The aside to this of course is that the tightening of vaping regulations will result in prices rising, putting many out of business or pushing vapers back towards easily available tobacco cigarettes. The health implications of which are incredibly serious and many wonder if they were taken into account at all when the TPA 2.0 regulations were being created.

Recent studies show that the current cost to the NHS of tobacco smoking exceeds two billion pounds every year. In the UK alone more than eighty thousand individuals die from smoking-related illness. Despite a great number of misleading reports and dramatic news stories e smoking has risen in popularity not just with the public but has also fallen into favour with healthcare professionals. Many have hailed e cigarettes as a viable and healthier alternative to tobacco smoking and data from Cancer Research UK amongst other sources shows that e cigarettes have been instrumental at helping two out of three tobacco smokers quit (data from 2015).

Clearly the two “camps” are linked; the keenly evidenced dangers of tobacco smoking vs the health benefits and quit smoking rates associated with e cigarettes. With such a clear, and growing distinction between to the two smoking types many fail to understand the benefits of the new vaping TPD rules or the reasons for them. While the Go Smoke Free legislation, banning cigarette smoking from public areas including public buildings, work and public travel has been heralded a huge success in terms of helping people quit smoking (and clearing up tobacco related litter) so should the introduction and the uptake of the vaping option.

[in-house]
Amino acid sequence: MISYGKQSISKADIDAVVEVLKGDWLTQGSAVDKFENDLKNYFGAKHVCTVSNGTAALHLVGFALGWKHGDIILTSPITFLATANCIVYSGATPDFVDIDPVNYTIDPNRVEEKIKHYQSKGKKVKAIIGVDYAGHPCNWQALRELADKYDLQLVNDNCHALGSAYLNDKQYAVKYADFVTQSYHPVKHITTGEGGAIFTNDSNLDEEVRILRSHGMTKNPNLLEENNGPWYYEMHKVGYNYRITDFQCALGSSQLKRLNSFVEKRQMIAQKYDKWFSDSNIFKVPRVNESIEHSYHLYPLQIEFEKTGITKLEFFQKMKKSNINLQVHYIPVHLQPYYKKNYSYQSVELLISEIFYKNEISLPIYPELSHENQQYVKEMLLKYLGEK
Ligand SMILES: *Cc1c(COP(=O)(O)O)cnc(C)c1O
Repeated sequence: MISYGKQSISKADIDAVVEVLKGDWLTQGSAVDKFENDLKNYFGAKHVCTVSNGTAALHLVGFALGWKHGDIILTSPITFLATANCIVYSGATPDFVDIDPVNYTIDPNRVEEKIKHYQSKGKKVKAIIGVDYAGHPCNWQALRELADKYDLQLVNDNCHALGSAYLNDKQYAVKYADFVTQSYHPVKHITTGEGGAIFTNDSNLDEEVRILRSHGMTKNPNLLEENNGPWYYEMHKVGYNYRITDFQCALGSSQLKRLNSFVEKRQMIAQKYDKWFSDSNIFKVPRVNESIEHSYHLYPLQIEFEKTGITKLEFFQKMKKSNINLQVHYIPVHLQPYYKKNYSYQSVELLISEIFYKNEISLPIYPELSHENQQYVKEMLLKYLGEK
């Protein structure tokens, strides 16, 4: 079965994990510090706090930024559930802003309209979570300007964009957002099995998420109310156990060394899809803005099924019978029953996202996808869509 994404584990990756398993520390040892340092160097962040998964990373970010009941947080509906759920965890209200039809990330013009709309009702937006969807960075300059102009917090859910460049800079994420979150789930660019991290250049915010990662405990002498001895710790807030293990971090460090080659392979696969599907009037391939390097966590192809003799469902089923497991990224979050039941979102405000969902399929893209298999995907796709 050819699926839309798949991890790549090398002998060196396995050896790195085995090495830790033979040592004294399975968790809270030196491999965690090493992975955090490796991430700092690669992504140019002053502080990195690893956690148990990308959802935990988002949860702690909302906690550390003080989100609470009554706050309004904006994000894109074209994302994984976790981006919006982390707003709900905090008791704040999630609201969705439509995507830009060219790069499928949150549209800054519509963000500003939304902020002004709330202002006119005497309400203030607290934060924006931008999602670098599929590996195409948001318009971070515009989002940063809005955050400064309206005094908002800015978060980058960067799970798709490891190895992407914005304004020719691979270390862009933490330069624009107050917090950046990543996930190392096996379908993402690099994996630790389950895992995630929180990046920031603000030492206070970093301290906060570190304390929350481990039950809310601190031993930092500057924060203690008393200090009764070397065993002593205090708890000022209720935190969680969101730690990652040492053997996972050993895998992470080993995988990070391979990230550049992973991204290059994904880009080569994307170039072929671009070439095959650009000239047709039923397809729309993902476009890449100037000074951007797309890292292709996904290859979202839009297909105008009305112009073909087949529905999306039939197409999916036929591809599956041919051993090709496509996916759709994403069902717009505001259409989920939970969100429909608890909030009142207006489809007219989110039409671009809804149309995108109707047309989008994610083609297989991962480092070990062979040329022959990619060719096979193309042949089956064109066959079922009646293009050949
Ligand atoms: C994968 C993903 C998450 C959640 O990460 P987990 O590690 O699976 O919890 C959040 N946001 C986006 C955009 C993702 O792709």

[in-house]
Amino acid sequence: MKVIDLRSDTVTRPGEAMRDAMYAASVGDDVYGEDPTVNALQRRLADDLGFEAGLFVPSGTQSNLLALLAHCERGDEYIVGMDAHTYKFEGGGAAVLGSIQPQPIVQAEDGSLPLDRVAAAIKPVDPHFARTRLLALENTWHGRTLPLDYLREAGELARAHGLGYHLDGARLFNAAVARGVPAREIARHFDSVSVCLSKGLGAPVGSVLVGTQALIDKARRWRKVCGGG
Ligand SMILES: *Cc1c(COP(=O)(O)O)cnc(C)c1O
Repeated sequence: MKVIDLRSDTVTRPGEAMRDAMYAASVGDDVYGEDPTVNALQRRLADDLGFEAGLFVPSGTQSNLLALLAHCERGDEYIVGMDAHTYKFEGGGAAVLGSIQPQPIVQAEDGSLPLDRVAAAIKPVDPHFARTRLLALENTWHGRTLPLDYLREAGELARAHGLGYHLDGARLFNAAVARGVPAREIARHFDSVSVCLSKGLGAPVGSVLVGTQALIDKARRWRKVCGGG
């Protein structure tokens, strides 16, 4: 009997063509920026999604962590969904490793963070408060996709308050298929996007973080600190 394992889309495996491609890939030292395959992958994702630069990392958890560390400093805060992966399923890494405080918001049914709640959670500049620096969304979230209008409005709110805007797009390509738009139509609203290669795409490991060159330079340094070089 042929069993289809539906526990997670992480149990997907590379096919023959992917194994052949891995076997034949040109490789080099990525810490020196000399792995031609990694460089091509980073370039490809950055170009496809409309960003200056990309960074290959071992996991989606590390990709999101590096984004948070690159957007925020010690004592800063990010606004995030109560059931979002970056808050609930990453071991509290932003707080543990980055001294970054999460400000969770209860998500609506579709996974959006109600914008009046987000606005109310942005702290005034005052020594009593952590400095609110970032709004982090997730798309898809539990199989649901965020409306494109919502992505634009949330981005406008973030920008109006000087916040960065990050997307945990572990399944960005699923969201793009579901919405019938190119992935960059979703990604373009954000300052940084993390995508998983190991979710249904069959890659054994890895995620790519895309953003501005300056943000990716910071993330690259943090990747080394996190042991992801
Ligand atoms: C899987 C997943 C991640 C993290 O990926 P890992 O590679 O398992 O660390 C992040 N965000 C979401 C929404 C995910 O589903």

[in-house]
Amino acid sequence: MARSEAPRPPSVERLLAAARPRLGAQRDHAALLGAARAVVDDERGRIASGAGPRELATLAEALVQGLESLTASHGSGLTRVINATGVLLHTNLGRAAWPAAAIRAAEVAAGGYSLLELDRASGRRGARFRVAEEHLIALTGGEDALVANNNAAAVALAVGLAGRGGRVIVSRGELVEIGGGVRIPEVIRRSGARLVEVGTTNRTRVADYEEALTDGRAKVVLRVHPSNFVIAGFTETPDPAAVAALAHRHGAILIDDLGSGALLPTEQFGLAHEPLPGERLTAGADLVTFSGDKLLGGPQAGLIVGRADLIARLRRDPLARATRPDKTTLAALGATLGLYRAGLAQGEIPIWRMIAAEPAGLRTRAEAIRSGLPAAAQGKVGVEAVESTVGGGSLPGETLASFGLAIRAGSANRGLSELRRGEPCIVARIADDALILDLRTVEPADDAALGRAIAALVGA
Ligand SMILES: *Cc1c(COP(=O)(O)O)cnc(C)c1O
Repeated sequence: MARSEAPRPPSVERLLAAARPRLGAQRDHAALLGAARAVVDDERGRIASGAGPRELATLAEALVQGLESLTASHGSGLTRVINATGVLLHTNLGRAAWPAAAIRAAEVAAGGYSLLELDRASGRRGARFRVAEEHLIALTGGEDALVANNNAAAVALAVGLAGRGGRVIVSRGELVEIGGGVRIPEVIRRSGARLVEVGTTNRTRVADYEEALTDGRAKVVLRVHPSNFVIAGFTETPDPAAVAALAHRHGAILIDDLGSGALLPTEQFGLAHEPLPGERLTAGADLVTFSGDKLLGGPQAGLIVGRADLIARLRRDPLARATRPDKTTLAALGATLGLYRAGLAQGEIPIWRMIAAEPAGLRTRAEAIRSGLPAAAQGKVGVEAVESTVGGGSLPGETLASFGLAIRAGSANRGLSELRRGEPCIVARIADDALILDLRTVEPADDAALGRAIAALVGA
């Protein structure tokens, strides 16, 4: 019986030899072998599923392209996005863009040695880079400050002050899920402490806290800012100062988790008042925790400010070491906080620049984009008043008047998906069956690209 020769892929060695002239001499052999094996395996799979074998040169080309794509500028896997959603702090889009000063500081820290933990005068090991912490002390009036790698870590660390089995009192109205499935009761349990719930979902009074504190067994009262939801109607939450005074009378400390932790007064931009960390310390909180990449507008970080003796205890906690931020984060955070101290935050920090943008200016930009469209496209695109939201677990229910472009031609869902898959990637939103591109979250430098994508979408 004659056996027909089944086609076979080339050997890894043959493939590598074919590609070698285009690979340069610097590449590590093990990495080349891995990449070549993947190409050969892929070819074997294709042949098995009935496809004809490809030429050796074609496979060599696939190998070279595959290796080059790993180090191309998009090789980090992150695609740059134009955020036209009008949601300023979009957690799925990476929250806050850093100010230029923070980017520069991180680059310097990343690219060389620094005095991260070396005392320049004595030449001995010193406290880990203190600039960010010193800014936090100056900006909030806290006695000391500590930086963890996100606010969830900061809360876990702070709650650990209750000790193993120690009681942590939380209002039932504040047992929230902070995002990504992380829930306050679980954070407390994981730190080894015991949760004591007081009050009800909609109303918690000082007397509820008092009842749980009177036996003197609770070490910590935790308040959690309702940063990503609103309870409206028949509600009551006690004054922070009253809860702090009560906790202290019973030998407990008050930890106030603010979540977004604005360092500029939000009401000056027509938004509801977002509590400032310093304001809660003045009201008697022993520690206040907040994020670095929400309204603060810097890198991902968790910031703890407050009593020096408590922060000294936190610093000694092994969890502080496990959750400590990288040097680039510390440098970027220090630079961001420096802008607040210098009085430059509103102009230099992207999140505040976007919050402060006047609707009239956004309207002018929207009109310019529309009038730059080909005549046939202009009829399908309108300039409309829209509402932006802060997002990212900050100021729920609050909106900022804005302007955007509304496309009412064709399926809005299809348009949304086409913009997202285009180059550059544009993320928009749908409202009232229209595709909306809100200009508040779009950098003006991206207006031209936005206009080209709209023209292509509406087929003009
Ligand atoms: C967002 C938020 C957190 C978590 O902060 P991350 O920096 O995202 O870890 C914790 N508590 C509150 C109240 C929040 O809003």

Back in 2013 vaping was considered to be one of the three biggest threats to the UK, alongside binge drinking and obesity, according to the UK’s chief medical office. Now many institutions, from Public Health England (see this review which states that e cigarettes may be as much as 95% healthier than e cigarettes) to The NCSCT (National Centre for Smoking Cessation and Training) confirm their findings of e smoking being safer and healthier. With this, alongside the overwhelming amount of data condemning tobacco smoking as being incredibly harmful if makes absolutely no sense to proceed with the TPD legislation as is.

Restrictions on tobacco cigarettes, their advertising and their ease of access make absolute sense and yet the restrictions on e cigarettes and associated products don’t. The negatives of the TPD rules far outweigh any perceived positives and so while Brexit is a somewhat dirty subject even those actively against the exit from the EU appreciate the sense of using the inevitable move as a way to be rid of such legislations which will cause long term damage to health and the e cigarette industry.

Time will tell what the ultimate post-Brexit stance on e cigarettes will be however many assume (and hope) that it will be considerably less fierce than current proposals.